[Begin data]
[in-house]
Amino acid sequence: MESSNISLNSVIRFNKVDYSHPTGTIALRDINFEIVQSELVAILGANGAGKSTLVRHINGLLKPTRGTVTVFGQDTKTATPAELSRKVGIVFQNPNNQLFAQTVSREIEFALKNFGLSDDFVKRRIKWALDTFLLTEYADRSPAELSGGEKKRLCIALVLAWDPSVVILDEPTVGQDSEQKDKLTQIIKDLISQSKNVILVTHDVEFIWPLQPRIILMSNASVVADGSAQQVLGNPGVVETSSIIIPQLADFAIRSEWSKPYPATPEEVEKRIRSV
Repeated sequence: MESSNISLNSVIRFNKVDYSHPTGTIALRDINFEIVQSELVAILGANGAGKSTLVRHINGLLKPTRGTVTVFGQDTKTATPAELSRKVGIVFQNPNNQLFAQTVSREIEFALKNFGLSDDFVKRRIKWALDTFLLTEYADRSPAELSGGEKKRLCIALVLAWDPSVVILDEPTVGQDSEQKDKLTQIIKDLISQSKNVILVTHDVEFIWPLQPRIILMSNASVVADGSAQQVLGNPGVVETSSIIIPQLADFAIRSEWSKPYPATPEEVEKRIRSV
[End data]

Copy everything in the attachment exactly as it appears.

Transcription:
[in-house]
Amino acid sequence: MESSNISLNSVIRFNKVDYSHPTGTIALRDINFEIVQSELVAILGANGAGKSTLVRHINGLLKPTRGTVTVFGQDTKTATPAELSRKVGIVFQNPNNQLFAQTVSREIEFALKNFGLSDDFVKRRIKWALDTFLLTEYADRSPAELSGGEKKRLCIALVLAWDPSVVILDEPTVGQDSEQKDKLTQIIKDLISQSKNVILVTHDVEFIWPLQPRIILMSNASVVADGSAQQVLGNPGVVETSSIIIPQLADFAIRSEWSKPYPATPEEVEKRIRSV
Repeated sequence: MESSNISLNSVIRFNKVDYSHPTGTIALRDINFEIVQSELVAILGANGAGKSTLVRHINGLLKPTRGTVTVFGQDTKTATPAELSRKVGIVFQNPNNQLFAQTVSREIEFALKNFGLSDDFVKRRIKWALDTFLLTEYADRSPAELSGGEKKRLCIALVLAWDPSVVILDEPTVGQDSEQKDKLTQIIKDLISQSKNVILVTHDVEFIWPLQPRIILMSNASVVADGSAQQVLGNPGVVETSSIIIPQLADFAIRSEWSKPYPATPEEVEKRIRSV